GENDER equality was recently put centre-stage by First Minister Nicola Sturgeon, with a commitment to ensure that no woman faces a "glass ceiling" that limits their ambitions.

Launched last April, the Women's Pledge aims to end the gender pay gap and enhance women's work opportunities by such measures as increasing free childcare and raising the minimum wage. And while the old boys club of Westminster now has a Tory majority, Sturgeon has made it clear that "SNP MPs at Westminster will stand up for gender equality at every turn".

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It's great stuff, except that men also suffer from serious and entrenched gender inequality. I understand that after centuries of struggle for women's rights, a call to recognise that men also suffer inequality has a strong taste of irony. Yet the truth is that patriarchy can only be truly dismantled when we recognise it also discriminates against men who don't want to conform to its prescribed roles. And this is particularly so when a man becomes a dad.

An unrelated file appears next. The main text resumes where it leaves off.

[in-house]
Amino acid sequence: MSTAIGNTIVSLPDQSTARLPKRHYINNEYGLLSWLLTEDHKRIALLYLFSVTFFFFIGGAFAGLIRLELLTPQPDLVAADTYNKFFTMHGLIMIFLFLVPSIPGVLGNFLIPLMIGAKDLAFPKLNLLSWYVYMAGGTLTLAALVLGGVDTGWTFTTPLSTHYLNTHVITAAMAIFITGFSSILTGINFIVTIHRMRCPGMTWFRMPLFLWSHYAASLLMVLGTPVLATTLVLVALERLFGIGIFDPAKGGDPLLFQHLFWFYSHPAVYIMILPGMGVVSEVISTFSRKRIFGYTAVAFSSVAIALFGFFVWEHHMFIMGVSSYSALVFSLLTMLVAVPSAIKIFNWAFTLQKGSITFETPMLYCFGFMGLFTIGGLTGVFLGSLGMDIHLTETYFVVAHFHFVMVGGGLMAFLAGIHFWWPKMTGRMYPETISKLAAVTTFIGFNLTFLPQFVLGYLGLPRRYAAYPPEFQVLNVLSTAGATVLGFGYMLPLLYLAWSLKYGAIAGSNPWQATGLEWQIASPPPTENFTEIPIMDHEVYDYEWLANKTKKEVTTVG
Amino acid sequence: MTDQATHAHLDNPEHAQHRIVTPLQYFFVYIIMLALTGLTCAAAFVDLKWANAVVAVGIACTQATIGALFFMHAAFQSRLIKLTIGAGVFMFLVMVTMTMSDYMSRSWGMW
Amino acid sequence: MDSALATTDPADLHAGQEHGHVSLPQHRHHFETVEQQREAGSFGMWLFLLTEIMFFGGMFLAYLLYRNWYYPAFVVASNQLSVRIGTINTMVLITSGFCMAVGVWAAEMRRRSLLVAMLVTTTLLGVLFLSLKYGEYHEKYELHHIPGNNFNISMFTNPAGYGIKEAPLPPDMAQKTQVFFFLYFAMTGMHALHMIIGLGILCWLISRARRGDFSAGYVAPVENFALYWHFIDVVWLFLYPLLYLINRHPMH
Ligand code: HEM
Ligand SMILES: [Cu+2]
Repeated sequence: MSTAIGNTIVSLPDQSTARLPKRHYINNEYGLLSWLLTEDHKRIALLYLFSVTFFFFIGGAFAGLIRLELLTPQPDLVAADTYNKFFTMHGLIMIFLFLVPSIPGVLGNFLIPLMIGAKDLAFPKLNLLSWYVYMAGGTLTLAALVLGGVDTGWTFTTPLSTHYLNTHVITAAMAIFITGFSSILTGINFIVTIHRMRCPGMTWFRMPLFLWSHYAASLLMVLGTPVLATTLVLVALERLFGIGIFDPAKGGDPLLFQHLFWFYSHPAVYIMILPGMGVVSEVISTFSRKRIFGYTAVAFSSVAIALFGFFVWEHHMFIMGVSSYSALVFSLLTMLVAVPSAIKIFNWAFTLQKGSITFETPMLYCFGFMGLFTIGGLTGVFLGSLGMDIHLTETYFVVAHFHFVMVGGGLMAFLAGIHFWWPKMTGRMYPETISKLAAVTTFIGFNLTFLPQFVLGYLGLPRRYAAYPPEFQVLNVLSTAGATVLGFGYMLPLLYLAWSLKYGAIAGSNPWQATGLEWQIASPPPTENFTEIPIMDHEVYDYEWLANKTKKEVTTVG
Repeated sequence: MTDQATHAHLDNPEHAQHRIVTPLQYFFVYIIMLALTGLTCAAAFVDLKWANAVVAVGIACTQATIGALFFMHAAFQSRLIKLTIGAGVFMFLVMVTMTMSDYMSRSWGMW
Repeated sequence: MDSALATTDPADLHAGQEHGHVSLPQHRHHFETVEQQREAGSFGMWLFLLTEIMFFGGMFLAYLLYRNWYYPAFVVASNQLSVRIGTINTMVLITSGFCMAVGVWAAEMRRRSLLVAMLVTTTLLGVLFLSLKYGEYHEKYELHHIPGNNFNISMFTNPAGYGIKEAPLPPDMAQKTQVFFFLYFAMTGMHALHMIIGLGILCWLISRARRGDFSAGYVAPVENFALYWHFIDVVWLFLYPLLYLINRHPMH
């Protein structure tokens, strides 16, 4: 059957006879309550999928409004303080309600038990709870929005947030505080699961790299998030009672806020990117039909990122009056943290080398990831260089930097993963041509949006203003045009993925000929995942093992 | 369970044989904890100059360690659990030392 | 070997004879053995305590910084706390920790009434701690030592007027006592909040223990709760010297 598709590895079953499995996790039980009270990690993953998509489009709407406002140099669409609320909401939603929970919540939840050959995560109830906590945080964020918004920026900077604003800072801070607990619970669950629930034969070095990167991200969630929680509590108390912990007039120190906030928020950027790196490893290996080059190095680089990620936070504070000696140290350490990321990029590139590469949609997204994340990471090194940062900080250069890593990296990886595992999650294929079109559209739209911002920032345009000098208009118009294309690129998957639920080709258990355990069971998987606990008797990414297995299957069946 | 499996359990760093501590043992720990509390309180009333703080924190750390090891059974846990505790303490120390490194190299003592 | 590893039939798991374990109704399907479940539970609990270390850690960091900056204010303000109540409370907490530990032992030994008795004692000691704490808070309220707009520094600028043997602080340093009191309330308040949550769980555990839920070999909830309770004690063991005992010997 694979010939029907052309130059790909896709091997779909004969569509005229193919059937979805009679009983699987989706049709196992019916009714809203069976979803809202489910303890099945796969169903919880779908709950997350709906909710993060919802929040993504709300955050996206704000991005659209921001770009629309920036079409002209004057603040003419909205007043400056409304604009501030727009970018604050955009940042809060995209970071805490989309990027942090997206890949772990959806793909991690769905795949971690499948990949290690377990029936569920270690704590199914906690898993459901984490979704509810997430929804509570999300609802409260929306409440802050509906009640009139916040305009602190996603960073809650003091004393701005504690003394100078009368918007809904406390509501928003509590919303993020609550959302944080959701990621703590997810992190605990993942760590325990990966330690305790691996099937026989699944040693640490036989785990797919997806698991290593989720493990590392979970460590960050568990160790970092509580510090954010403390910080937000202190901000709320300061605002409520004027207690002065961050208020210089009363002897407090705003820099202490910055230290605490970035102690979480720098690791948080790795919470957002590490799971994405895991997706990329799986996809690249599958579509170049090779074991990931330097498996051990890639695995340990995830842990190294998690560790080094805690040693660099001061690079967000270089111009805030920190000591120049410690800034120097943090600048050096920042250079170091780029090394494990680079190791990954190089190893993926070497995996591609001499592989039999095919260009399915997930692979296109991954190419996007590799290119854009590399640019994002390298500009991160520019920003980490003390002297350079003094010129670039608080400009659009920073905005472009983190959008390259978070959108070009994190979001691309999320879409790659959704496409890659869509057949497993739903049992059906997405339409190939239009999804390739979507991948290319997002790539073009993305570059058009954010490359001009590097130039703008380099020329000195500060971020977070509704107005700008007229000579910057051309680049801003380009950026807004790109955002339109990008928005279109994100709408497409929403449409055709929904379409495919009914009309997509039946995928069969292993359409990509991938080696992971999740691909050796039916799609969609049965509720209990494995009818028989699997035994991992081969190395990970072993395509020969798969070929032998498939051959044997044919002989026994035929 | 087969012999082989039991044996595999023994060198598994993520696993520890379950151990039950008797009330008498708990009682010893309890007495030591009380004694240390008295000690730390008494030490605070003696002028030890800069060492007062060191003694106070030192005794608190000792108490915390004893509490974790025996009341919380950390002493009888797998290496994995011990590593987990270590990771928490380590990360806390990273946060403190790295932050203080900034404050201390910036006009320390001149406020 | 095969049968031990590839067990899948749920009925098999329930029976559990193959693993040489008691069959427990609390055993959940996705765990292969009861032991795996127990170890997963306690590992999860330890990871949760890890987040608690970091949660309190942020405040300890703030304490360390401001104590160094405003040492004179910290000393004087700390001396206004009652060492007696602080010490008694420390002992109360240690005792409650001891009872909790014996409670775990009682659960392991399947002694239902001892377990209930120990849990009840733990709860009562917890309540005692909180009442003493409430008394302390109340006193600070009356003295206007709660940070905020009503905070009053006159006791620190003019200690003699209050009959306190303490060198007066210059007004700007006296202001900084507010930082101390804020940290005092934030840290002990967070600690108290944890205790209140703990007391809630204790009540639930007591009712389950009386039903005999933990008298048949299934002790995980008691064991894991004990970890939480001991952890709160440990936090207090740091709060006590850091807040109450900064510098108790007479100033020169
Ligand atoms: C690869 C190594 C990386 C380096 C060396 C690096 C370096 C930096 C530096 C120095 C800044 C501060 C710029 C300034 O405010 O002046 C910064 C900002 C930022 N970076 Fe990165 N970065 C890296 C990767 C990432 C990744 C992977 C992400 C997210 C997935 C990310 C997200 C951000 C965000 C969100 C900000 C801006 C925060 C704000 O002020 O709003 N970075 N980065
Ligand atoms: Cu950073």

As I look around at fathers in my family, fathers I work with, and indeed within myself as a father of five, I see big changes taking place. More and more dads are putting their children at the heart of their priorities in ways that were unthinkable when I was wee. This is not just about rejecting sexist stereotyping of women's role in society, but also rejecting the prescriptions of their own role and identity as men. I would call it a simmering gender revolution.

Society is built around the assumption that childcare is mainly women's responsibility, and the fact women remain mostly responsible for childcare is largely the reason for the continuing gender wage gap despite decades of equal pay legislation. It is also a central reason for pay inequality and the "glass ceiling" on women's work opportunities.

When parents work, what happens if a child is sick at school? Who takes the children to and from school? Who makes their tea, puts them to bed, gets them ready for school, washes their clothes, baths them, organises their activities, takes them to the playpark? Well, likely it will be the mum and consequently her childcare commitments will affect her relationship to work, as well as hobbies and leisure time activities. That is not equality.